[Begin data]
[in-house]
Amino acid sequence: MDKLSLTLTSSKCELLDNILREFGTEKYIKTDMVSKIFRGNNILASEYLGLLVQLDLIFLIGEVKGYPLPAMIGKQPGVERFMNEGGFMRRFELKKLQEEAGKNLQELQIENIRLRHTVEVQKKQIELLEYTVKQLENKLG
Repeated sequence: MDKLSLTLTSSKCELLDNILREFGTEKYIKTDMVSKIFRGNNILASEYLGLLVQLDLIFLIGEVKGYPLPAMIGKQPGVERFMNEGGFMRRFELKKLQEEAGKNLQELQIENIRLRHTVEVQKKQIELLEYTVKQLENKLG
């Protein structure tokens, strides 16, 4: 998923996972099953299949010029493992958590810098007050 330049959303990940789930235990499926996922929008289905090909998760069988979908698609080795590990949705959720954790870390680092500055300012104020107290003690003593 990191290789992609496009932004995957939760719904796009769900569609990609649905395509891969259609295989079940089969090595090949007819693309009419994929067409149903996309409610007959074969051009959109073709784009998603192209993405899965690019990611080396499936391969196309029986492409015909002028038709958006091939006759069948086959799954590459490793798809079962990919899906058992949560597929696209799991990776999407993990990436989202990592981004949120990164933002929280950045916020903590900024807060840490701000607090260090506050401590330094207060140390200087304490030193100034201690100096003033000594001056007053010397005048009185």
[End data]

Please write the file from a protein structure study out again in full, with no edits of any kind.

[in-house]
Amino acid sequence: MDKLSLTLTSSKCELLDNILREFGTEKYIKTDMVSKIFRGNNILASEYLGLLVQLDLIFLIGEVKGYPLPAMIGKQPGVERFMNEGGFMRRFELKKLQEEAGKNLQELQIENIRLRHTVEVQKKQIELLEYTVKQLENKLG
Repeated sequence: MDKLSLTLTSSKCELLDNILREFGTEKYIKTDMVSKIFRGNNILASEYLGLLVQLDLIFLIGEVKGYPLPAMIGKQPGVERFMNEGGFMRRFELKKLQEEAGKNLQELQIENIRLRHTVEVQKKQIELLEYTVKQLENKLG
């Protein structure tokens, strides 16, 4: 998923996972099953299949010029493992958590810098007050 330049959303990940789930235990499926996922929008289905090909998760069988979908698609080795590990949705959720954790870390680092500055300012104020107290003690003593 990191290789992609496009932004995957939760719904796009769900569609990609649905395509891969259609295989079940089969090595090949007819693309009419994929067409149903996309409610007959074969051009959109073709784009998603192209993405899965690019990611080396499936391969196309029986492409015909002028038709958006091939006759069948086959799954590459490793798809079962990919899906058992949560597929696209799991990776999407993990990436989202990592981004949120990164933002929280950045916020903590900024807060840490701000607090260090506050401590330094207060140390200087304490030193100034201690100096003033000594001056007053010397005048009185």